“Er… I don’t think that’s quite the way to look at this, yeah?” Ginny tapped her forehead. “The Mambo’s magic was strong, but I can’t imagine she got through our Occlumency shields.”
“But her magic, or the magic of this path… Kalfou, or whoever… Something might be making us want to revisit some memories.”
“Yes, I assume so.” Ginny nodded slowly. “But why would we come to Haiti just to remind ourselves about Luna’s quirky journalism?”
“Heh — sure beats me.” Harry shrugged. “But I wonder what Luna was trying to tell us in the first place. And I wonder why this tunnel would tune us to it. There must be some message tied up in-”
“Harry, look!” Ginny pointed off into the distance. They squinted; their eyes trying to cut through the disorienting mists to focus on something tangible. Gradually their sight adapted as they moved closer. After a few more seconds of pondering the odd shape, they both recognised it.
“My old Weasley Christmas jumper! The green one.” Ginny chewed her lip in puzzlement, then angled her head. “It’s draped on… what?”
“That’s one of the old chairs from Dolwyddelan.” Harry began walking briskly in the direction of the vision.
Before he could reach it, though, Ginny gasped, grabbing his hand and pointing.
Obliquely away from the chair, and resting on a shelf that neither of them had noticed before was a gaudy pendant. Ginny reached over and picked it up.
“Oi.” Harry’s jaw dropped. “That’s Tracey Davis’s ward amulet.”
“Merlin!” Ice in her veins, Ginny let it clatter back onto the shelf. “These are all of their protections, Harry. Teri’s sweater; Tracey’s amulet. They’re lying about, discarded. Abandoned.”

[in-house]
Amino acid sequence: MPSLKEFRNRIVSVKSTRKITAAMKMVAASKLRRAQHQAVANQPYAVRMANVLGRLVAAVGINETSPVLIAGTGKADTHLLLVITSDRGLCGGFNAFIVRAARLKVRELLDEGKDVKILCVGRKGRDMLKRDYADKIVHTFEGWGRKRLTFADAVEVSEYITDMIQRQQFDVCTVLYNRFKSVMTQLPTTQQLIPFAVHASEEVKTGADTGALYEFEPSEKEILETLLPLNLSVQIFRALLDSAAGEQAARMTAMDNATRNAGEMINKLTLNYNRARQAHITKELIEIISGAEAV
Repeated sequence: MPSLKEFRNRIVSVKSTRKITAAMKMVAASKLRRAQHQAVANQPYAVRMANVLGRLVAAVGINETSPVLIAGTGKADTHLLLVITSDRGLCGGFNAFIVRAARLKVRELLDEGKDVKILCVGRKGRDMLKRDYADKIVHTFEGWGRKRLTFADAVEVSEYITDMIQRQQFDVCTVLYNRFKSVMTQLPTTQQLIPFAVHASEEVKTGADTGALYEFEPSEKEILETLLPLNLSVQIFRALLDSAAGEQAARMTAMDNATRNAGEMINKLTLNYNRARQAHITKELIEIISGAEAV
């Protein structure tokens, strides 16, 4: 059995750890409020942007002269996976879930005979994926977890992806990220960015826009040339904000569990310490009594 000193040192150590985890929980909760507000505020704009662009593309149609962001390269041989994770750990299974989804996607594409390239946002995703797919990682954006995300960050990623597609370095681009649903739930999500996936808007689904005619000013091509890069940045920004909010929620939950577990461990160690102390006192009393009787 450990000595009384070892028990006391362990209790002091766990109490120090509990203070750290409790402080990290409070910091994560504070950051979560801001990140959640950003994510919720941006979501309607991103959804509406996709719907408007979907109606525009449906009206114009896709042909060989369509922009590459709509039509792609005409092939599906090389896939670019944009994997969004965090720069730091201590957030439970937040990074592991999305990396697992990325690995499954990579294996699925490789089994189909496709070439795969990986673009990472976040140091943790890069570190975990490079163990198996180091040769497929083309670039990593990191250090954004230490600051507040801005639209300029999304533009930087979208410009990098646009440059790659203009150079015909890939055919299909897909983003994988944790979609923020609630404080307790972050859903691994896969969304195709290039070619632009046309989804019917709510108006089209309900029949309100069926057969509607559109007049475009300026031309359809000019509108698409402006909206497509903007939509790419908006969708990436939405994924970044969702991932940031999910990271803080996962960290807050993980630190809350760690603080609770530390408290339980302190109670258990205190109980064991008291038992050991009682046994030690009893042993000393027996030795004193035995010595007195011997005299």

Pallour creeping over his face, Harry’s throat quivered. Unable to find his voice, he mouthed a single, plaintive syllable.
“Oh Harry...” Sensing his dire concern, Ginny took a step toward her fiancé, her hand firmly in his. “This is just a vision, right? It’s not necessarily real. Surely it’s something we’re supposed to be learn-”
“Protego!” Harry leaped past her, landing in a defensive crouch.
Perfectly attuned to her partner, Ginny found herself swirling about, shield up, eyes scouring their surroundings for whatever had triggered Harry.
It may have been that both of them had lost some of their defensive acuity compared to the previous autumn, but peace had not completely blunted their keen battle instincts. Priming their powers, they scanned the shadows, seeking near darkness, ready for anything.
From an indeterminate point somewhere to their left came the faintest rustle. Ears pricked, they turned ever so slowly…
A horrible whooshing scuffle and clatter pelted against their shields like some sort of hellacious hail.
A living, squeaking, clawing hail.
“Shite!” Ginny’s face wrenched in revulsion as her eyes adjusted to the swarm writhing at their shield fronts. “Rats?!”
Foul, foam-mouthed, red-eyed beasts, launched by unknown crazed compulsion, smashed headlong into the magical barrier. Stunned, quivering vermin piled up along the periphery; new ones leapt madly over the fallen; writhing, glaring.
Suddenly, the rodent swarm was overcome by hissing snakes flying headlong through the dark. Then came fat insects, shooting out like greased, droning bullets. Then other filth — indescribable, unspeakable, all somehow compelled by rabid, shrieking fury.
“Impulso!” Dropping his shield for an instant, Harry thrust a shock front outwards, pushing past Ginny’s strong barrier. In a fiery wave, it swept the wall of crazed attackers far back into the darkness.
Clatters, pops, thuds and rustles subsided into the distance. Then silence fell about them again.
Hearts pounding, the pair stared, straining their every sense.
They saw nothing. Indeed, all had vanished — not only the savage vermin, but also the chair and its jumper; the shelf and amulet. Gone. None remained but the cold, swirling mist.